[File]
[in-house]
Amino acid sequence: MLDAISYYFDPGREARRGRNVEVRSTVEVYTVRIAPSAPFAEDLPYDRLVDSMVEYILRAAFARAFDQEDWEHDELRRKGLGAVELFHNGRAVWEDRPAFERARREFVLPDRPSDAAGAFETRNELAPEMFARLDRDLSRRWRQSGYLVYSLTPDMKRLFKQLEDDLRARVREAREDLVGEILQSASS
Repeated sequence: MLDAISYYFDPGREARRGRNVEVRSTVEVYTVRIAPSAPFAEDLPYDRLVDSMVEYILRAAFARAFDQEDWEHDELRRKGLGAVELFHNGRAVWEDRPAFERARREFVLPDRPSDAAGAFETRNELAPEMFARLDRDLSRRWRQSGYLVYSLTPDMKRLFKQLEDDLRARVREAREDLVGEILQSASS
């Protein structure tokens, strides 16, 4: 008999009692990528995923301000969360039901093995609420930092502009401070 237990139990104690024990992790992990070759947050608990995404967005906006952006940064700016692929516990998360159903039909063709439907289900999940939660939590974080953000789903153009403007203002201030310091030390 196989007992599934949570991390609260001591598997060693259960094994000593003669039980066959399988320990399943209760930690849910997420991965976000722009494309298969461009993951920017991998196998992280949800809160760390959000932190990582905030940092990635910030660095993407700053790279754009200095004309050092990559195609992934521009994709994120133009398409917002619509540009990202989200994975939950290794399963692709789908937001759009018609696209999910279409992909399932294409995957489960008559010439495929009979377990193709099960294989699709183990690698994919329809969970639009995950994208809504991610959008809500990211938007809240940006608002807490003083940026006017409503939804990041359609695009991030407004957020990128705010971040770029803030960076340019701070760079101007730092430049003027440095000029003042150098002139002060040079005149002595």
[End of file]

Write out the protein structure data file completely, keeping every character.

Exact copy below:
[in-house]
Amino acid sequence: MLDAISYYFDPGREARRGRNVEVRSTVEVYTVRIAPSAPFAEDLPYDRLVDSMVEYILRAAFARAFDQEDWEHDELRRKGLGAVELFHNGRAVWEDRPAFERARREFVLPDRPSDAAGAFETRNELAPEMFARLDRDLSRRWRQSGYLVYSLTPDMKRLFKQLEDDLRARVREAREDLVGEILQSASS
Repeated sequence: MLDAISYYFDPGREARRGRNVEVRSTVEVYTVRIAPSAPFAEDLPYDRLVDSMVEYILRAAFARAFDQEDWEHDELRRKGLGAVELFHNGRAVWEDRPAFERARREFVLPDRPSDAAGAFETRNELAPEMFARLDRDLSRRWRQSGYLVYSLTPDMKRLFKQLEDDLRARVREAREDLVGEILQSASS
């Protein structure tokens, strides 16, 4: 008999009692990528995923301000969360039901093995609420930092502009401070 237990139990104690024990992790992990070759947050608990995404967005906006952006940064700016692929516990998360159903039909063709439907289900999940939660939590974080953000789903153009403007203002201030310091030390 196989007992599934949570991390609260001591598997060693259960094994000593003669039980066959399988320990399943209760930690849910997420991965976000722009494309298969461009993951920017991998196998992280949800809160760390959000932190990582905030940092990635910030660095993407700053790279754009200095004309050092990559195609992934521009994709994120133009398409917002619509540009990202989200994975939950290794399963692709789908937001759009018609696209999910279409992909399932294409995957489960008559010439495929009979377990193709099960294989699709183990690698994919329809969970639009995950994208809504991610959008809500990211938007809240940006608002807490003083940026006017409503939804990041359609695009991030407004957020990128705010971040770029803030960076340019701070760079101007730092430049003027440095000029003042150098002139002060040079005149002595």